Vista – rinse lather repeat
Oh happy day. After three years kicking around on the same development box I got a new machine (Dell 9200 loaded up nicely). I decided to explore using Vista for development so I wanted to chronicle my experiences installing Vista (twice) and getting it tooled for development usage.
Vista out of the box
The install went very smooth nothing of note no driver issues and Windows Update quickly brought vista up to speed with drivers that were missing. This went smoother than my install of Vista on an older home machine. I was/still am in driver hell.
After adding the machine to the domain I quickly realized that I should add my domain account as an administrator as every time I tried to install a piece of software I was asked for an admin password. I likely could have invoked all the installers from an elevated command-line but I will rely on the annoying gray curtain of security that descends whenever you need to do something elevated via the GUI.
Yikes, unused Memory
My fancy new machine has 4GB of memory. After installing 32 bit Vista and quite a bit of software I noticed that 3GB was present. This appears to be a common problem with different PCs being unable to access 100% of their installed memory due to the limitation of 32bits to address only 4GB of memory. The Google showed that that turning on something called PAE and DAP would possibly fix the issue.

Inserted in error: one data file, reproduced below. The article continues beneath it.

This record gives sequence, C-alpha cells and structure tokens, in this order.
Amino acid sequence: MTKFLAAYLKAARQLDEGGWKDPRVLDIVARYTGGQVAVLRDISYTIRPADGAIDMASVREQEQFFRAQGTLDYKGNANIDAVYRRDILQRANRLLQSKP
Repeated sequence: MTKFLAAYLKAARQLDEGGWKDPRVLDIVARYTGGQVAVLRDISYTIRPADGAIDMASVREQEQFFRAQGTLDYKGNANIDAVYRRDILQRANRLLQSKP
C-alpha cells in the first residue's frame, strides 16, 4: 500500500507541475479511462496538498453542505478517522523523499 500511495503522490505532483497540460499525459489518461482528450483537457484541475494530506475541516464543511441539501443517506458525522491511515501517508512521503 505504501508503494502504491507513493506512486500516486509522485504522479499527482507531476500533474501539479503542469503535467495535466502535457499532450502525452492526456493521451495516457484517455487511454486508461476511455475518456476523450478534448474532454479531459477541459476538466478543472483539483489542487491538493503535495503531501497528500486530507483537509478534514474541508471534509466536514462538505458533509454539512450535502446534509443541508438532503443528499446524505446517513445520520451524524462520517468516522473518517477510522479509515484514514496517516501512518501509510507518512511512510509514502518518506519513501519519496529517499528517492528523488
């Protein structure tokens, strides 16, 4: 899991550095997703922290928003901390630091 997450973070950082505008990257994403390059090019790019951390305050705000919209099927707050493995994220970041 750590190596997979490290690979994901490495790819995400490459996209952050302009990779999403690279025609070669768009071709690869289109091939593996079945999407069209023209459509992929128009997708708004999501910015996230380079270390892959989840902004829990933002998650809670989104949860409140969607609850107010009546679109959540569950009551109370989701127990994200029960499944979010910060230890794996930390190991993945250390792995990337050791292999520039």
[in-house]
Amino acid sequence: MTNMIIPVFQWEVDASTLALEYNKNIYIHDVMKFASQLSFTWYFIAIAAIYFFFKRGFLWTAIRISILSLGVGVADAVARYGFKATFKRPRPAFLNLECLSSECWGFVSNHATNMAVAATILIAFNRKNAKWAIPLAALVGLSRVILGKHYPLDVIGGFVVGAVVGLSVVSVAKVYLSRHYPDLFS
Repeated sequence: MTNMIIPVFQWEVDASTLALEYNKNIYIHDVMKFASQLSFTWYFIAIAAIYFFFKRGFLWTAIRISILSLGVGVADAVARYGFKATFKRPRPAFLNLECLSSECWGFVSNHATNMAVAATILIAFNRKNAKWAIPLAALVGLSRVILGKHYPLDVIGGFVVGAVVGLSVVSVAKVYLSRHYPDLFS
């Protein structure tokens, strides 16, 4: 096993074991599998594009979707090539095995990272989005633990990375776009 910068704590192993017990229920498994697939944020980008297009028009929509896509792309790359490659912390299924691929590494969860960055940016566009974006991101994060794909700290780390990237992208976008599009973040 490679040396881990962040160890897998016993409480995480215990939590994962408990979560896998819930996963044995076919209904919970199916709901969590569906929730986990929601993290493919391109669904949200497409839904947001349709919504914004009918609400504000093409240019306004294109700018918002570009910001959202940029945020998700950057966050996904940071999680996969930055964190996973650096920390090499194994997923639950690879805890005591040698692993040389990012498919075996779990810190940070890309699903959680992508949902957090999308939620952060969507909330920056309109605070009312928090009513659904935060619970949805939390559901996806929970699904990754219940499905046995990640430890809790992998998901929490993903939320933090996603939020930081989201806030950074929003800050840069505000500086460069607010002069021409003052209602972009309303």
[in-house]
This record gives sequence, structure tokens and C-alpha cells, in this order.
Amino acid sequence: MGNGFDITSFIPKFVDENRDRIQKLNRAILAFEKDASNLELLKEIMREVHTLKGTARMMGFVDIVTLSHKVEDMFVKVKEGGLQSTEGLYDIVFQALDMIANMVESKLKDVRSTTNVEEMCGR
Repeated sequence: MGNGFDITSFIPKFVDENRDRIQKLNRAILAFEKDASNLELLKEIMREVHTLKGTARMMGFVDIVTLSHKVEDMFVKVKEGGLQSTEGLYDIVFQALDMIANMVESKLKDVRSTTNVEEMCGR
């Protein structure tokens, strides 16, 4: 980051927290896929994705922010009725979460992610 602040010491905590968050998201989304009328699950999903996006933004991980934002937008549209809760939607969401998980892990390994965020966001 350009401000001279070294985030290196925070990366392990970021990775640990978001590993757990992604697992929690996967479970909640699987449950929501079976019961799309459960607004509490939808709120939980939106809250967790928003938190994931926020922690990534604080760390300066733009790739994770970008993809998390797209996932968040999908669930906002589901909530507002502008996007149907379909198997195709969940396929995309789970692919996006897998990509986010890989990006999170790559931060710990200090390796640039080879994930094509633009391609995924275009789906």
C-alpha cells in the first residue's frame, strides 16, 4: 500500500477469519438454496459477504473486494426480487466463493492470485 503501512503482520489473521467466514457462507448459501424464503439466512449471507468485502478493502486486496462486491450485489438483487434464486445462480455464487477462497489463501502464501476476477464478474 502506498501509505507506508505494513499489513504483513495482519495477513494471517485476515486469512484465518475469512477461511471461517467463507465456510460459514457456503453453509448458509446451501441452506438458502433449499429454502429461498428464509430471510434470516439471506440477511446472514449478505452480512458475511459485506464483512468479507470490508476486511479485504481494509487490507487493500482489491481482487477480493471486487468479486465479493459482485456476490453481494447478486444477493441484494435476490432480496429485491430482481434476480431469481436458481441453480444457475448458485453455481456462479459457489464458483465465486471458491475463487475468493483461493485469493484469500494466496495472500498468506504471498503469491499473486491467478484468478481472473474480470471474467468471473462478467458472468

BCDEdit /set pae ForceEnable
MSDN has some nice details on the BCDEdit utility which seems to be a front-end for what used to be the boot.ini file in previous versions of Windows. Sadly this did not work for. So after a bit of contemplation about the pain that I would feel using a 64bit operating system with has an addressable space much bigger than a paltry 4GB. So it was, get out the 64-bit Vista disk and watch the freaking thing install all over again.
Installing Development Tools
I am work in a Microsoft shop doing .Net development so VS.Net is my development platform. There are a few tools I like to use along side.
- Install Daemon Tools – careful not to install the ad-ware.
- VS.Net via ISO using daemon tools – Marvel at how fast these drives are.
- TestDriven.Net – testing framework for VS.Net. Don’t do TDD with out it.
- Subversion – source change control
- WinRar – compression tool
- SQL Server 2005 Developer – database engine
- I probably need a notepad.exe replacement and I am sure I will need to add more seldom used tools down the road.
After adding the new machine to our Windows Domain I found that Windows Update no longer worked. It seems that when your Domain has a Group Policy for WSUS vista does not allow itself to be updated by anything but WSUS. Our IT guy is helping me out with this.